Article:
Placing an elbow on the other side of her head, Noah leaned close and kissed her once more. This time, it was more of a thought than a feeling, a soft heat that began at her mouth and unfurled through the rest of her. One of his cold hands slid behind her neck and he kissed her again, lips parted. It was not just a touch, an action. It was a simplification of both of them: They were no longer Noah Czerny and Blue Sargent. They were now just him and her. Not even that. They were only the time that they held between them.
Oh, thought Blue. So this is what I can’t have.
Not being able to kiss whoever she fell in love with didn’t feel so different from not having a cell phone when everyone else at school did. It didn’t feel very different from knowing she wasn’t going to be studying ecology abroad for college, or going abroad period. It didn’t feel very different from knowing that Cabeswater was going to be the only extraordinary thing about her life.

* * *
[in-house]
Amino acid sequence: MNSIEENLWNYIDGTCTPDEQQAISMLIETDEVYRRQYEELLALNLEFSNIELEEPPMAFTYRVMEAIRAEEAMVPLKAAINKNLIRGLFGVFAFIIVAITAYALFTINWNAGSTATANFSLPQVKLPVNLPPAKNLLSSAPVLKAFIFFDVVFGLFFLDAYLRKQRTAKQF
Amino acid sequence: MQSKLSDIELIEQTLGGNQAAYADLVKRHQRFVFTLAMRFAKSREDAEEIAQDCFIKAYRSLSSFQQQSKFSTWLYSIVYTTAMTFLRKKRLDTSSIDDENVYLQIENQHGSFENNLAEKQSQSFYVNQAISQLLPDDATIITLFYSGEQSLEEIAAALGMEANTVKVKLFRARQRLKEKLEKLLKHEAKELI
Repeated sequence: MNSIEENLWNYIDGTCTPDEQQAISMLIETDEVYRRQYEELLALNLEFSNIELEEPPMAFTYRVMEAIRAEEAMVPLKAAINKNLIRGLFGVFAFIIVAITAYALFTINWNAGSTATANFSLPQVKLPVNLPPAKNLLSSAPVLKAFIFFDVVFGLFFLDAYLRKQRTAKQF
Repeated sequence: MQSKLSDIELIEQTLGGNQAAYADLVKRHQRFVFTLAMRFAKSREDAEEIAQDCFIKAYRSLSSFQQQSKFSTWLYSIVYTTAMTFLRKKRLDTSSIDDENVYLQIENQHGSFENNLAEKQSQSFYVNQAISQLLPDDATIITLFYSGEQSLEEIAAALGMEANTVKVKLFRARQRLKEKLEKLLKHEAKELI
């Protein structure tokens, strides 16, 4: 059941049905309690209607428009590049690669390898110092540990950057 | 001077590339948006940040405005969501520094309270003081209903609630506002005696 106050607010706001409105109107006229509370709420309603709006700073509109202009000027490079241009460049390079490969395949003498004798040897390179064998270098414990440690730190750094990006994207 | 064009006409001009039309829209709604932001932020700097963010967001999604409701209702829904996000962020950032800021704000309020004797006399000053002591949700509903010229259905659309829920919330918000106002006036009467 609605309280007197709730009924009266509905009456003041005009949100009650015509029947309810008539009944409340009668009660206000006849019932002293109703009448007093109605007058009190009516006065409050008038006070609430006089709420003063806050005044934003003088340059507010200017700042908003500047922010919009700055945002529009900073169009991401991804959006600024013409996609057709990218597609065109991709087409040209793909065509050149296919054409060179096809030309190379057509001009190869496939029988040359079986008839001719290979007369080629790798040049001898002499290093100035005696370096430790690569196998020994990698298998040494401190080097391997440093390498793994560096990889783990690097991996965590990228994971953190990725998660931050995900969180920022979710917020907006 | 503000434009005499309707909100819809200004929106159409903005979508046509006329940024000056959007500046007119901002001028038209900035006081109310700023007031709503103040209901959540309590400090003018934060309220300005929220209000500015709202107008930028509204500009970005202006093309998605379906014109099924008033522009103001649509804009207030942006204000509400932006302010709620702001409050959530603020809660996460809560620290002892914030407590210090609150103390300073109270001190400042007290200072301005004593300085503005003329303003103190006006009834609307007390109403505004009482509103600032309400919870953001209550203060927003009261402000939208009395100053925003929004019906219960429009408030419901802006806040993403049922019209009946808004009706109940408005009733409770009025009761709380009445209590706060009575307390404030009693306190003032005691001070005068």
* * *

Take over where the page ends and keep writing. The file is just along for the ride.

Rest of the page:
Which was to say that it was unbearable, but she had to bear it anyway.
Because there was nothing terrible about kissing Noah Czerny, apart from him being cold. She let him kiss her, and kissed him back until he pulled back on an elbow and clumsily wiped away some of her tears with the heel of his fist. His smudge had gotten very dark, and he was cold enough that she shivered.
Blue gave him a watery smile. ‘That was super nice.’
He shrugged, eyes doleful, shoulders curled in on themselves. He was fading. It wasn’t that she could see through him. It was that it was hard to remember what he looked like, even while she was looking at him. When he turned his head, she saw him swallow. He mumbled, ‘I’d ask you out, if I was alive.’
Nothing was fair.
‘I’d say okay,’ she replied.
She only had time to see him smile faintly. And then he was gone.
She rolled onto her back in the middle of the suddenly empty bed. Above her, the rafters glowed with the summer sun. Blue touched her mouth. It felt the same as it always did. Not at all like she had just gotten her first and last kiss.